Wednesday, April 2, 2014

Will "Ecclesiological Dynamite" Blow The Lid Off The SSPX?

 The Society of St Pius X (SSPX) is once more trying to justify their absurd position of recognizing Francis as "pope" and the Vatican II sect as "the Roman Catholic Church" while refusing to submit to them. There was a theological conference at the formerly Catholic Georgetown University on the first year of Antipope Francis' "papacy." The conclusion was reported by The National Catholic (sic) Reporter. (The conclusion of) more than a dozen academics evaluating Francis, one theme was constant: Francis, the experts said, is a complete break from his predecessors, especially Benedict and John Paul II. The report will be in black and my comments in red. 

 How so, you ask? "In the words of Gerard Mannion, a theologian who helped organized (sic) the one-day event centered on Francis' apostolic exhortation, Evangelii Gaudium ("The Joy of the Gospel"): "There is no sugar-coating [it.]"

Calling the exhortation "ecclesiological dynamite," Mannion said "it is difficult for anyone working in fields such as ecclesiology to reach any conclusion other than the simple fact that on so many of the most important issues, there is very, very little substantive continuity with the ecclesial agenda of Pope Francis' predecessors."

This is Modernism at its worst. Wotyla and Ratzinger were heretics. Bergoglio is a complete apostate. He goes so far as to deny an objective moral order.  Pope St. Pius X condemned the proposition of the Modernists: 58. Truth is no more immutable than man himself, since it evolved with him, in him, and through him. Read on.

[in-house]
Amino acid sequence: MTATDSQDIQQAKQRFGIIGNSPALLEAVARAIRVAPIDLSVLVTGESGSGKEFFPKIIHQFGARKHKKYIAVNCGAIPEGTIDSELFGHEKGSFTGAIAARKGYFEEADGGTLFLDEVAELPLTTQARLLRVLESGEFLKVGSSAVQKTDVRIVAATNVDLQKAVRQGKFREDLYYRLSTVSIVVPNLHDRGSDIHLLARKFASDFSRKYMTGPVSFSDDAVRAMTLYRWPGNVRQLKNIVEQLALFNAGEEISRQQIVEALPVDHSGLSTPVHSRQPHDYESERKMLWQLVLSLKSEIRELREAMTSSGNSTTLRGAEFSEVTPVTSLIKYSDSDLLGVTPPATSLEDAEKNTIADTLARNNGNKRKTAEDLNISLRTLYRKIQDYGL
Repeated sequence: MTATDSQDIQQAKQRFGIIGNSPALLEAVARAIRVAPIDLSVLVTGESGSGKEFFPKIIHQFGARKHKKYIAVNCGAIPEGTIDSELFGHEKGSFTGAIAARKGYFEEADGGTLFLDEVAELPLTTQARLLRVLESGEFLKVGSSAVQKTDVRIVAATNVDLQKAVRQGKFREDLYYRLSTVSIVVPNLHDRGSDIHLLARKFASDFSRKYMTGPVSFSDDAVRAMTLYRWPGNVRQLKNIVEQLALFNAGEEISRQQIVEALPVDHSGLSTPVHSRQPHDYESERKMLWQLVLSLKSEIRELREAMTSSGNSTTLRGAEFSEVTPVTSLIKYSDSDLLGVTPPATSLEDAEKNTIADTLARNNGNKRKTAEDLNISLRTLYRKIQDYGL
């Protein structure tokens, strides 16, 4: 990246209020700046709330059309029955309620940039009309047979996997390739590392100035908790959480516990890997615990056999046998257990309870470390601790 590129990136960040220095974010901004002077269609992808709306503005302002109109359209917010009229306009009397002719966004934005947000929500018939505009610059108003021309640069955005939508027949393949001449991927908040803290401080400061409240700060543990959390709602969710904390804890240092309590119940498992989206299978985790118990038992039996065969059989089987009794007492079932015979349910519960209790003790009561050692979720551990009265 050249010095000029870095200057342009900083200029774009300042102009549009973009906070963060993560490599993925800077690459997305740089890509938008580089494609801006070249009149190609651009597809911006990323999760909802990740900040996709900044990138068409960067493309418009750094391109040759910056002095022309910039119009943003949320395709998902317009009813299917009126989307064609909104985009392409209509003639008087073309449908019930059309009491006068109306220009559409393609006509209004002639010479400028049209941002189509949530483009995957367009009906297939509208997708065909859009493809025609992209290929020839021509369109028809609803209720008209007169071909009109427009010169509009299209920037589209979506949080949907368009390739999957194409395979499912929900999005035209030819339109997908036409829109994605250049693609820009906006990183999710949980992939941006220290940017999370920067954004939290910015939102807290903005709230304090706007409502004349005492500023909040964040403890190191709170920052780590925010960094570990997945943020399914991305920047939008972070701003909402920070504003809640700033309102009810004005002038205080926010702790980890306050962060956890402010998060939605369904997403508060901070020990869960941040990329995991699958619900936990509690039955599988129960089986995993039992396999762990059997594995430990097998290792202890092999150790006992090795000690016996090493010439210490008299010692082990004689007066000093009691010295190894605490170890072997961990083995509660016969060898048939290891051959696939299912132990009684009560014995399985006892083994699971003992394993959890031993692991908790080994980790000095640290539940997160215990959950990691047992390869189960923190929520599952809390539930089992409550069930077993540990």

The first session, focused on the apostolic exhortation's ecclesiology, or vision of the shape and structure of the global church, brought the most agreement among the experts present.

While they all did not put it in as sharp relief as Mannion, who at one point said Francis "wants to radically change how the church goes about its practice and business," they all agreed the shift in emphasis is real.

"This shift is new and substantial," said Dennis Doyle, a professor of religious studies at the Marianist-run University of Dayton in Ohio, who said Francis is bringing about a new "synthesis" between theological ideas and pastoral practices in the Catholic church.